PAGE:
If you keep the conductors well, well in from hands you’re fine. Marine is a good example, as is the block-heater cords I’ve had on my cars for years.

    Gasoline is no less dangerous. It would take only a decent spark in the presence of fumes to cause trouble.

  • avatar
    tced2

    As this little tale demonstrates, “refueling” electric cars is time consuming. I can “refuel” my Acura is 2 or 3 minutes and drive more than 500 miles.

    Yes, gas is dangerous. But it apparently handled everyday (by millions of users) without widespread danger.

  • avatar
    long126mike

    As this little tale demonstrates, “refueling” electric cars is time consuming. I can “refuel” my Acura is 2 or 3 minutes and drive more than 500 miles.

    Time is relative. Go to sleep then wake up. How much time has seemed to have passed? Perception-wise, it seems like just a moment.

    For a lot of people using this, it’s as simple as attaching to an outlet in the garage. That can’t take more than a few seconds. No special trip to a gas station.

    Lots of research moving along at the moment in radically decreasing absolute charge times, and then there’s swapping approaches like the one proposed by Shai Agassi.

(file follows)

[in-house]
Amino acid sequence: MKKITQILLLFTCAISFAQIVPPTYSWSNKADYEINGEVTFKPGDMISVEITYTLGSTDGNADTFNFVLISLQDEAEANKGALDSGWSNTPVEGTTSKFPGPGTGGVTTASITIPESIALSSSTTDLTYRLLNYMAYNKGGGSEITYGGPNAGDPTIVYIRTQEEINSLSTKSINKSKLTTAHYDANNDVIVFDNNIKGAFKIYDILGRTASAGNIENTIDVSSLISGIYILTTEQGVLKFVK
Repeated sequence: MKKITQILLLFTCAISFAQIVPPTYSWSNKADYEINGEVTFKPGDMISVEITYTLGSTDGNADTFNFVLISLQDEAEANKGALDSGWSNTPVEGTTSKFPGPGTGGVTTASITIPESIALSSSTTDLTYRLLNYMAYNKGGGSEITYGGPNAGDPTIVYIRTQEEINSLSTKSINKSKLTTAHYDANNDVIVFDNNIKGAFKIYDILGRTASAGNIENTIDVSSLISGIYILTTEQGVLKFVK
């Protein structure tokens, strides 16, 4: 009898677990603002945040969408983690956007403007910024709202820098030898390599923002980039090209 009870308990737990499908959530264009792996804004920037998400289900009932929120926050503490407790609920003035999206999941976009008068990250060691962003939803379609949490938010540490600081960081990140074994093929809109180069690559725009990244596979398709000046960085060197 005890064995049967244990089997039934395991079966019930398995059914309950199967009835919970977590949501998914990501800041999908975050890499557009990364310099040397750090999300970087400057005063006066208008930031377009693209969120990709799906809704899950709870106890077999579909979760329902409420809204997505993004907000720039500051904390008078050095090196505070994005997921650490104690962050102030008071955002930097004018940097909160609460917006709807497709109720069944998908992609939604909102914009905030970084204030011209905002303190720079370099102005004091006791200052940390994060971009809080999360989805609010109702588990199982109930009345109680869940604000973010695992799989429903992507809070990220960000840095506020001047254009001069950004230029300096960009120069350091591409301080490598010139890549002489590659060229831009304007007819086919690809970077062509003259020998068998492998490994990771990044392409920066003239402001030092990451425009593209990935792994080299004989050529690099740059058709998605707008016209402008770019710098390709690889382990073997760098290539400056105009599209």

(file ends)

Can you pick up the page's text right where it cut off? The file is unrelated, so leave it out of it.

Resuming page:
• avatar
    chuckR

    tced2

    After Obama’s merry band monetizes all the trillion$ in new debt and gas goes much, much higher, you’ll consider electric vehicle refueling to be just wonderful….

    We are in the middle of a modern slow motion version of the ancient Greek’s seisachtheia – debts forgiven while creditors and prudent people are ‘pooned.

  • avatar

    I drive 125 miles a day, sometimes more. PLEASE can I have a MINI-D?

    Screw the CARB Nazis, let us have the Diesel.

    –chuck

  • avatar
    long126mike

    Screw the CARB Nazis, let us have the Diesel.

    There’s a number of 50-state diesels on the market.

  • avatar
    tced2

    After Obama “carbon caps” electric plants, the price of electricity won’t be a bargain either. “Refueling” your electric car won’t be cheap. Here’s the real goal: the President doesn’t want you to be very mobile. I have another name for mobility: freedom. The President doesn’t favor it. I wonder how well an electric Air Force One will work.

  • avatar
    ttacgreg

    EV’s ?
    Bah. Unless they are charged by a power plant that is powered by renewables, it is a joke.
    Has anyone everanalyzed just how much CO2 per mile an EV would “emit” vs a good old fasioned gas engine? Considering all the transformations and energy losses from power plant to the EV’s drive wheels, it would not be surprizing if the co2/mile is actually higher.